On February 27 2020 our excellent colleague Ida Löscher will present her PhD thesis work. Ida is one of our very inspiring colleagues in the HTO group with a bright mind and creative ideas on top of being unusually well organised. A true role model!
In her research Ida Löscher has looked into methods to improve IT systems development in organisations. Her thesis is truly impressive and consists of seven papers and work done in both long haul driving and health care. Join us in listening to a presentation of her work at her PhD defence!
Information about the PhD defence:
Title: Aiming at Moving Targets: Applying Cognitive Work Analysis to Work Domains in Transition
When: On the 27th of February 2020 at 13.00
Where: 2446, ITC
Members of the PhD committee are:
- Anna-Lisa Osvalder
- Peter Thorvald
- Henrik Artman
- Substitute member: Associate Professor Ginevra Castellano
The design of IT systems that are to be used in complex work environments is essential for the workers’ ability to carry out their work in a good way. To design a system that supports the workers’ work, one needs to understand the work demands and the context where the system will be used. However, this is difficult due to the changing nature of complex systems.
The thesis investigates how the Cognitive Work Analysis framework (Vicente, 1999) can be used to understand a domain under transformation, by (1) develop methods to handle challenges associated with applying CWA to real-world complex systems, and (2) investigate how models from the CWA framework can be used to handle the moving target for development problem. The studies are carried out within two application domains: long haul driving, and health care.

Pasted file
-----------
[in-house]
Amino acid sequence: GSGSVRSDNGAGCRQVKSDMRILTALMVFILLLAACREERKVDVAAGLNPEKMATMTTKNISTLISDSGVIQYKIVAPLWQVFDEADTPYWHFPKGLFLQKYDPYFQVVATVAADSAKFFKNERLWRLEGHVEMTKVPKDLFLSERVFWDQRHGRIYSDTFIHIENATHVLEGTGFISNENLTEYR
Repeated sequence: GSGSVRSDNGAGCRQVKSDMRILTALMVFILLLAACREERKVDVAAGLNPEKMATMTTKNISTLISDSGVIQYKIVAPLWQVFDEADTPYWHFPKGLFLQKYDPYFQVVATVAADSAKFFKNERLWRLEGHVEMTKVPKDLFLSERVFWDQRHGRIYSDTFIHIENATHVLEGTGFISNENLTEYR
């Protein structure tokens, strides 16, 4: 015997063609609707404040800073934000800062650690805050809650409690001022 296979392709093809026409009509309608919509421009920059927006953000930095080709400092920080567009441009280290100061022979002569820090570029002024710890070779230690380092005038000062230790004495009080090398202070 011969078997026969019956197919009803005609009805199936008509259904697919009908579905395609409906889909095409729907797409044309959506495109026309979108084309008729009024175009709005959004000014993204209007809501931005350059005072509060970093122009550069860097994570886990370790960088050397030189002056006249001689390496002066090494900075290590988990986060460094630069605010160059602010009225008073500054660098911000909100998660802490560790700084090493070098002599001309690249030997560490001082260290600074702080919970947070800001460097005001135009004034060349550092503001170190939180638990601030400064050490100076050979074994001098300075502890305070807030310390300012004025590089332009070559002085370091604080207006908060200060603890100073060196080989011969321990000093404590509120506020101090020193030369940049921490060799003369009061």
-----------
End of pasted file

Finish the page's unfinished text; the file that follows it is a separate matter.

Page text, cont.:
An activity prioritizing method was suggested for focus the analyzing efforts during the analysis of tasks and strategies, however, the adaption to practical constraints has to be done thoughtfully not to lose the value that the analysis can bring. Further, workshops were suggested to bridge a gap between the analysis and design, by finding design metaphors and possible future work strategies from the drivers’ domain knowledge. Third, a study was carried out using the abstraction hierarchy (AH) to learn about digitization within health care, an example of ongoing change in a work domain. The AH model was further adapted to model health IT-systems to give an overview and consistent vision for strategic decisions. To use the AH as an overview of sub-systems developed by different organizations or organizational units, would make it possible to identify collaboration needs or needed integration between systems. The AH can, therefore, support the development of the IT system that is to be part of a transforming work domain.
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